Part of a series of posts by Neil Cownie on Featuring Artists

When designing the Roscommon House, my clients expressed an interest in the house being suitable to accumulate artworks and sculpture over time. This led to the house being connected to many Perth based artists, not only being on the walls, but in places embedded into the house.

An axial point between the front entry and an end stop of sculpture became pivotal in pulling together the progression through the house. The ‘end stop’ became a ‘sculpture garden’ where a sculpture would be located in a garden setting.

I was familiar with the work of Perth sculptor Peter Zappa, whose work I introduced to my clients. They too soon appreciated Peter’s work which led to Peter being commissioned to produce a custom sculpture that related to the house. And so the journey began.

Peter commenced work on sketching various ideas, there was no hurry to finalise the concept as the house itself remained under construction. Peter and I had numerous meetings, on site in Peter’s workshop, and in my office as the ideas were teased out.

The finished work needed to be bold enough on entry that it was obvious, and then detailed enough so that on close inspection there was more to discover. Peter entertained all sorts of ideas before a final concept that spoke of the modernist history of the suburb as does the house. We discussed our mutual love of the work of Calder and Giacommetti whom we both believed their work fitted with the ethos of the house.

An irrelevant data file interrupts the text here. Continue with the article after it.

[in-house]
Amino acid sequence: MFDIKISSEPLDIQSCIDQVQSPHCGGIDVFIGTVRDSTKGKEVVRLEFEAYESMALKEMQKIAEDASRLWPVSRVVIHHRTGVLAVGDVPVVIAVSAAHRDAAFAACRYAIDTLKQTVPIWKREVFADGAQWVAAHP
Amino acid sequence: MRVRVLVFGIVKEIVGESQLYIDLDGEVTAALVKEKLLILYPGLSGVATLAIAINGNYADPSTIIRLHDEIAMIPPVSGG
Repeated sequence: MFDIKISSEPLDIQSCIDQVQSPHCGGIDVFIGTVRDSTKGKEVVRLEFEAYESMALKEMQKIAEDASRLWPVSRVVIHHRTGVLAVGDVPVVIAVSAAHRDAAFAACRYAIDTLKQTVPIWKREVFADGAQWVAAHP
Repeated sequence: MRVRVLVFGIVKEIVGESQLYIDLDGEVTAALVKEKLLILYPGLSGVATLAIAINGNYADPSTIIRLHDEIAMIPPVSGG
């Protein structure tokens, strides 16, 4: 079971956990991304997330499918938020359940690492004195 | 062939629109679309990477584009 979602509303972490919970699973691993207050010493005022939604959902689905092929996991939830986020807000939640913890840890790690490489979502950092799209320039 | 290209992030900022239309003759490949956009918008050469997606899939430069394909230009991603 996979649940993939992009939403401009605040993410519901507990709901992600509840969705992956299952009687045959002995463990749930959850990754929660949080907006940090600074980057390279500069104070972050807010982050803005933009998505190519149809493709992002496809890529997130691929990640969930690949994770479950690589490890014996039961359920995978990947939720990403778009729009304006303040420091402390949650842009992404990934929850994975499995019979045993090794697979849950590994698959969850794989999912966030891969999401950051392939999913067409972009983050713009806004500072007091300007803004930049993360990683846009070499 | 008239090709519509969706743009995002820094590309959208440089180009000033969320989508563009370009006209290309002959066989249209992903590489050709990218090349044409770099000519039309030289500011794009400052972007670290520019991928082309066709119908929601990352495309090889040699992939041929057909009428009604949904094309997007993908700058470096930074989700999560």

Peter brought the knowledge of his previously completed kinetic works to the concept; with the movement of the sculpture adding a dynamic element.

It was such a privilege to have experience the entire journey form finding the right artist to seeing the final concept so appropriate for the family and this new house come together. The final concept represents the playfulness of children under the watchful eye of a parent. The parent allowing the children to experiment while protecting from a safe distance.

The concept was influenced along the way by the work of Giacometti, Marino Marini and Calder.

The sculpture wonderfully reflects the same aspiration of the design of the house itself; to reference the history of the suburb while remaining forward looking. The sculpture connects to the house itself via the use of the materials of the house: aged brass and wrought iron where beauty is sought from imperfection.

With the final work now installed it is just a matter of re-establishing the surrounding landscaping to embed the sculpture with the house. The dynamic nature of the sculpture rotating gently in the wind adds unexpected delight.

Photo Credits

  • 1 & 2 Photos by Peter Zappa.
  • 3 – 6 Photos by Neil Cownie.
  • 7 – 9 Drawings by Peter Zappa.
  • 10 Drawing by Neil Cownie.
  • 11 Photo by Ruby Cownie.
  • 12 – 14 Photos by Peter Zappa.
  • 15 – 16 Photos by owners.

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